Update June 07, 2007: Jesse James Garrett has a great piece about the Jitterbug phone in Business Week.
When my mom retired from teaching a couple of years ago, her biggest relief was that she got out before everything was completely computerized. Things that made life easier for most of her colleagues (entering grades electronically, sharing lesson plans online, etc.) put her in a tailspin. When she did retire, she finally invested in a computer of her own. It’s (a bit) of an exaggeration, but I tell people that for the first six months after she installed it in the spare room, her only interaction with it was to eye it suspiciously every time she walked by, in case it made any sudden moves.
The Jitterbug Cell Phone
That in a nutshell, is my mother’s attitude towards new technology – she’s extremely apprehensive about it, but she doesn’t want to miss out on it completely. So when we saw an ad in the paper one Sunday for the Jitterbug cell phone, we were both excited. Designed with acoustics to support the hard of hearing, a large screen and large fonts for the hard of seeing, no bells and whistles, and direct access at any time to a customer support line, it promised to be a simple cell phone for those who simply wanted to make phone calls.
Simple Web Site
We went to the Web site to investigate. The site itself is a beautiful exercise in simplicity. Concise language, large fonts, simple structure. We watched the demos on the site and decided on the Jitterbug Dial(R) phone. (They also offer the Jitterbug OneTouch(R) phone, which only has three buttons – Operator, Tow, and Emergency.)
Simple Customer Service
The customer service experience I had when I called to place an order was stellar. Mary Ann walked me quickly but deliberately through all the steps I needed to set up the phone. She exuded helpfulness and cheer.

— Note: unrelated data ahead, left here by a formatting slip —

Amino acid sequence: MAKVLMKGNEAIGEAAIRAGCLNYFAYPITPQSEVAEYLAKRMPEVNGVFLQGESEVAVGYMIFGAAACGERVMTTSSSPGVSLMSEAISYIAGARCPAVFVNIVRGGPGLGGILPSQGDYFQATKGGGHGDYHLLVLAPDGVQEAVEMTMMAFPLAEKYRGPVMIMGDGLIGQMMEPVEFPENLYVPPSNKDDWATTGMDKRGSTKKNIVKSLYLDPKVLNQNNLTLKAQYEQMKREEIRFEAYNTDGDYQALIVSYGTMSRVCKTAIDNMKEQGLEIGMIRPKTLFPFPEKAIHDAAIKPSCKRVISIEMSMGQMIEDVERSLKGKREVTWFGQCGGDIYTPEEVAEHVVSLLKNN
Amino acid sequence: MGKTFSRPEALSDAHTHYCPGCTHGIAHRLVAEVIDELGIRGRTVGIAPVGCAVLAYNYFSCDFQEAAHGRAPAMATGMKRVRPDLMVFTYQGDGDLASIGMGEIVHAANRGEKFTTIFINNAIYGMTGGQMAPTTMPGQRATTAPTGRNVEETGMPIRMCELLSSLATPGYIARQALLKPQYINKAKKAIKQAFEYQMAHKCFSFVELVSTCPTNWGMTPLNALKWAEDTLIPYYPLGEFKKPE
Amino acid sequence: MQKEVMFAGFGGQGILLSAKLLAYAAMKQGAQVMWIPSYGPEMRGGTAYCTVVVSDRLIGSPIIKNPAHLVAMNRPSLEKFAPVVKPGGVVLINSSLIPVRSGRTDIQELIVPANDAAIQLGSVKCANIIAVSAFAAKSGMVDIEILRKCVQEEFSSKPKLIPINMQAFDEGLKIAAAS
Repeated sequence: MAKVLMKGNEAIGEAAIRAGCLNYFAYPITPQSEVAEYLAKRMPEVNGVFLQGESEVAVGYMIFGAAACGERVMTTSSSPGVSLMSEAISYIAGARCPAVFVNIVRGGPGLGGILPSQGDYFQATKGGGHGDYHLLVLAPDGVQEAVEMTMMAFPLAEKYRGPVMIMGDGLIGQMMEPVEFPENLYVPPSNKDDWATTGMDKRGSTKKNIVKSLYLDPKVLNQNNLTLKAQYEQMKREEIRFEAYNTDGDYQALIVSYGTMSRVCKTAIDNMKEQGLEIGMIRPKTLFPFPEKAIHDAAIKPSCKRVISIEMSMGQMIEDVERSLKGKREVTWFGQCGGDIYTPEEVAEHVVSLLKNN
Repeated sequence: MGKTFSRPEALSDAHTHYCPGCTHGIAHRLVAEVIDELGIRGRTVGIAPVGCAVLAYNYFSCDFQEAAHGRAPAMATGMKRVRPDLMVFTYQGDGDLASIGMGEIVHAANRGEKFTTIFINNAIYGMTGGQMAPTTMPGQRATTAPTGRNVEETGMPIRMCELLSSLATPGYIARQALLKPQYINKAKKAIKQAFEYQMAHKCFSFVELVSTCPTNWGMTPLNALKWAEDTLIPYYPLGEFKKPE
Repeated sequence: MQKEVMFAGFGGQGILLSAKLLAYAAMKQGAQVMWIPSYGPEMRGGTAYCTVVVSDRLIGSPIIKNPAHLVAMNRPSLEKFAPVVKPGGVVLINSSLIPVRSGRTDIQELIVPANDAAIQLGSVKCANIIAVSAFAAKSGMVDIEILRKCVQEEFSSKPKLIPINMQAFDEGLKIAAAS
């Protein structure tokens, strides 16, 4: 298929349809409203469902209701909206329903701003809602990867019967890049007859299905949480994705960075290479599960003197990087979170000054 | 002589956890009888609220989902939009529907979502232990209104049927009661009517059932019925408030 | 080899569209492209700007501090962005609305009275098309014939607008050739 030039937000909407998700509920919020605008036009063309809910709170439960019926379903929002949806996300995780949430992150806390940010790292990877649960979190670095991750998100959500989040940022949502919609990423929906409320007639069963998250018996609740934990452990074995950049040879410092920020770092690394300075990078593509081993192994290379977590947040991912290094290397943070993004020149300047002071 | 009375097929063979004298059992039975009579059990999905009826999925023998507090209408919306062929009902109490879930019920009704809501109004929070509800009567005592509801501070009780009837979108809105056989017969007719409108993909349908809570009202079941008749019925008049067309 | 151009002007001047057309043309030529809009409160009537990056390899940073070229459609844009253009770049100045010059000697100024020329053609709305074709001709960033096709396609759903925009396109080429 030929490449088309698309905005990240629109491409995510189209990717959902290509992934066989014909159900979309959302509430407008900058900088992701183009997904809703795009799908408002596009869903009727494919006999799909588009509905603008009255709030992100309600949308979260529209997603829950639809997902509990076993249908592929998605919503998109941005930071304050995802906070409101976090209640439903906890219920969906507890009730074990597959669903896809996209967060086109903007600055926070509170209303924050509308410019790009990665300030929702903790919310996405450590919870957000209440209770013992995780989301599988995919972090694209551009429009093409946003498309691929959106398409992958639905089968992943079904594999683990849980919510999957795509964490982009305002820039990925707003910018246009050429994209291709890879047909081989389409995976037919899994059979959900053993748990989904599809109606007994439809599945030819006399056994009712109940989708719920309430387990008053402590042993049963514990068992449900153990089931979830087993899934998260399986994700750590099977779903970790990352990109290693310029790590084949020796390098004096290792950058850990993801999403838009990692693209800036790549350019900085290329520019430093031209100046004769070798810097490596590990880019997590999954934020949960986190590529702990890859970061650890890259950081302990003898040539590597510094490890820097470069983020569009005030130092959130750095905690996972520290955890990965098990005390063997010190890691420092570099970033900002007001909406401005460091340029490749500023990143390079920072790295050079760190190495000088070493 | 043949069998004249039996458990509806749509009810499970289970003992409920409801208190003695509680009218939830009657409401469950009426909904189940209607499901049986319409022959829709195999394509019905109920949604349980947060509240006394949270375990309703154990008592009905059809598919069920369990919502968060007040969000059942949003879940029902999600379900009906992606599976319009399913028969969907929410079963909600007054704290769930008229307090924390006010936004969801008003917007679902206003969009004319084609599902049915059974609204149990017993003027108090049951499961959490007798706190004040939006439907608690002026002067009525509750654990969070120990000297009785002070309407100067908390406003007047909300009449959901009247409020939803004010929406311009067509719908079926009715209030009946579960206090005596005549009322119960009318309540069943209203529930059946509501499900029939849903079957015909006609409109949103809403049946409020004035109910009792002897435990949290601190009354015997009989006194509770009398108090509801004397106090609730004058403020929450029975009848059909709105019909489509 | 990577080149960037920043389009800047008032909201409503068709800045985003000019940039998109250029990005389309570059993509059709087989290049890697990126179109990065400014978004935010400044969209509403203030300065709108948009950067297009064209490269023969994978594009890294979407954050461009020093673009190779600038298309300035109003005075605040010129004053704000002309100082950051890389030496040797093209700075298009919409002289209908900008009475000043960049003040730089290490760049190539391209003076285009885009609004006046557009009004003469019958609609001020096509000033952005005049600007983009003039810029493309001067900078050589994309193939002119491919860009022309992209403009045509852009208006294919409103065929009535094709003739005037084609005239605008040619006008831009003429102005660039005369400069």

When you place your order, you give the rep a list of names and numbers, so that when you receive the phone, it is already programmed with your phone list. All you have to do is turn it on and arrow up or down to pick a number. The interface displays the name, “Jane Doe – Work” and then – here’s part of its brilliance – it asks, “Do you want to place the call?” And you click Yes (in place of the usual Send button) or No. If that’s not easy enough, you can always dial ‘0,’ and an operator will place the call for you.
Simple Done Right
This is a product with a clear mission. Everything surrounding the product – the marketing, the customer service, the design of the phone itself – is consistent and coherent, and it’s all about simplicity. The total experience of researching, ordering, and using the phone exceeded our expectations every step of the way.
‘Simplicity’ is a big buzz word these days, and buzz words make me wary. So it’s great to see GreatCall, Inc. (the company behind Jitterbug) execute simple so well.
And I’m proud of my mom – she’s really started to overcome her techno-fears. And the more good experiences she has like this one, the more confident she becomes. Within the last three months, she’s fixed her printer, figured out that iPods and mp3 players are essentially the same thing, and told me that the little man in her computer isn’t as evil as she thought he was.